Temperature mapping, also known as thermal mapping, is a Good Manufacturing Practice (GMP) designed to help companies monitor and maintain the confines of an overall environment. This process is intended to prevent temperature and humidity fluctuation in a controlled area whether it is a warehouse, refrigerator, or vehicle.
Does Temperature Mapping Differ from Temperature Monitoring?
Temperature mapping is performed by placing data loggers throughout a specified area for at least 24 hours to study how temperature and humidity is distributed. This data allows companies to identify inconsistencies and implement changes within the environment. Inconsistencies could be caused by things such as opening and closing of doors, heat produced from electronics, or failing HVAC systems.
In contrast, temperature monitoring is a customary practice implemented following a temperature mapping study. This practice uses fewer data loggers to provide continuous monitoring where product is stored. Depending on the industry, temperature monitoring may also be required by regulating bodies.
Where Should Temperature Mapping be Conducted?
Temperature mapping should be conducted in any environment where the quality of a product is affected by temperature or humidity. Although some equipment comes standard with a built-in thermometer, the readings are often taken from one fixed location within the unit. An example of this can be seen in a residential refrigerator, where things stored in the back are often colder than those stored closer to the door.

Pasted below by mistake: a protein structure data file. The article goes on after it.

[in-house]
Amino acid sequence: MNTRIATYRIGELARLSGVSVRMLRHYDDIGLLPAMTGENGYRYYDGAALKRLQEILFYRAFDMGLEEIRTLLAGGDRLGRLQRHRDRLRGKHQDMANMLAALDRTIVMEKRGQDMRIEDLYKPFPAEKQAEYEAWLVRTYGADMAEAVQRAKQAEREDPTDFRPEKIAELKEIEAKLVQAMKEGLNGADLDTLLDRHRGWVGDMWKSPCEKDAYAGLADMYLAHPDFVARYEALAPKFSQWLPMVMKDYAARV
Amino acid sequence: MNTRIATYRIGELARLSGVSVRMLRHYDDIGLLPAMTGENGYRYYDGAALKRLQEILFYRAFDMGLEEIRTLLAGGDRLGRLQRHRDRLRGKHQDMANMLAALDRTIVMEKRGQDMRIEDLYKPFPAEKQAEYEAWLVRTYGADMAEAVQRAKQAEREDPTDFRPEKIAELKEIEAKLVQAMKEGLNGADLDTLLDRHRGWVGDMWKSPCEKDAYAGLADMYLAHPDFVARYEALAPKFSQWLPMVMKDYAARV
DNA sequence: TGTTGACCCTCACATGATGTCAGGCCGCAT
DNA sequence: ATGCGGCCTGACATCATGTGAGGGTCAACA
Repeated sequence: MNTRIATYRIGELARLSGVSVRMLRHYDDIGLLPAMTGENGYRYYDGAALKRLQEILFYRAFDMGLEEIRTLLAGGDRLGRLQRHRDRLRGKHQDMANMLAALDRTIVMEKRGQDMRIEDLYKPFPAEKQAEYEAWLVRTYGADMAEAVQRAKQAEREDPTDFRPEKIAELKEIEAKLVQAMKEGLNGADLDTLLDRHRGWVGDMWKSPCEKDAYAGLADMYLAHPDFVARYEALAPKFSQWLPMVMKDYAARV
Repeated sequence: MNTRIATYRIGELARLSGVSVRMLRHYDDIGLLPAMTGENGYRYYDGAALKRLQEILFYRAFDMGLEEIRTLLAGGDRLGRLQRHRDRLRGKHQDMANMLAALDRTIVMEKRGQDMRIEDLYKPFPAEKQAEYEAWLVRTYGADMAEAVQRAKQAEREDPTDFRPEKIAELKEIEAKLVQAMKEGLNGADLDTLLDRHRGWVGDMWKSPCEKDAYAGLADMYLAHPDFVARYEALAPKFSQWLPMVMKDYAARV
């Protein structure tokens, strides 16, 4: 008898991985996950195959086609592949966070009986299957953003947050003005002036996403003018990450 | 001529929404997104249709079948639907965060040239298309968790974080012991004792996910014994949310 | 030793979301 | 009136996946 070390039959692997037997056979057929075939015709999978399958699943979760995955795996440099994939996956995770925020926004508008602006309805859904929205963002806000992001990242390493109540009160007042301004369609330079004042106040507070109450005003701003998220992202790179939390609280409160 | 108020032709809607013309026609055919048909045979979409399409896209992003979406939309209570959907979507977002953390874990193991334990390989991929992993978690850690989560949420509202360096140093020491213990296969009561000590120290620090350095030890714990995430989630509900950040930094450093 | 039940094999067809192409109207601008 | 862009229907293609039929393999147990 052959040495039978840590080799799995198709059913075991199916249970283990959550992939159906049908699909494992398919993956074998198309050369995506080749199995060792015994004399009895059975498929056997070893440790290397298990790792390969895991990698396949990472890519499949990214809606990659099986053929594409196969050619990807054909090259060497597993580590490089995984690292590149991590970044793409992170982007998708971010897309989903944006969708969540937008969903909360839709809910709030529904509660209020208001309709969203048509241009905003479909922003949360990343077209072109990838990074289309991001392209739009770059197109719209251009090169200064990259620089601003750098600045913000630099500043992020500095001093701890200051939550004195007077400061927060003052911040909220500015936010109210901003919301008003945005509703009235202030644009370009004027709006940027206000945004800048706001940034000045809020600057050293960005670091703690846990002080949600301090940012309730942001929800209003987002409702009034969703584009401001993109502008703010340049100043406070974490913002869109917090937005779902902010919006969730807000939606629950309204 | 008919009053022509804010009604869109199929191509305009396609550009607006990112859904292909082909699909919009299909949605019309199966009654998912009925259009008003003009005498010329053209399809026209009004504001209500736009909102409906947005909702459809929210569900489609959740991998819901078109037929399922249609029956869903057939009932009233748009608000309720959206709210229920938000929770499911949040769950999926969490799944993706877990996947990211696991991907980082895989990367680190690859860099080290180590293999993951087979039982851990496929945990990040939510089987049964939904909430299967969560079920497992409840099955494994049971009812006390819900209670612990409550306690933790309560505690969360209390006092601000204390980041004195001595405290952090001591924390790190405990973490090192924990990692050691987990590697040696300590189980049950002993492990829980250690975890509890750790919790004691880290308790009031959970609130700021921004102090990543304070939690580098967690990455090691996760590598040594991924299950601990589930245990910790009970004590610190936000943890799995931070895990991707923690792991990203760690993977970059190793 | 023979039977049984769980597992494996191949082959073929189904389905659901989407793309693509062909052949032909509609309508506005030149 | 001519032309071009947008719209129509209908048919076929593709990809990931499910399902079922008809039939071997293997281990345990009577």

These temperature inconsistencies can cause products to fluctuate above or below the required temperatures, deeming them unusable. This can be costly for manufacturers, not to mention a danger to the public health.
For example, if a pharmaceutical company only mapped a few areas throughout the warehouse, they may fail to identify temperature abnormalities in other areas. Drugs placed in those overlooked areas could be distributed with harmful side effects or be entirely ineffective.
Is Temperature Mapping Necessary?
Temperature mapping should be a standard part of a company’s GMP guidelines to detect and correct areas with inconsistencies to ensure proper storage conditions and regulatory compliance. When incorporated into a standard GMP, temperature mapping can aid in the prevention of product and monetary loss, as well as improve overall quality and public safety.
MadgeTech offers a variety of data logging solutions to assist with temperature mapping studies. Need help finding the right data loggers for the job? Call us at (603) 456-2011 or email [email protected].
Click here, to learn more on conducting temperature mapping studies according to GMP.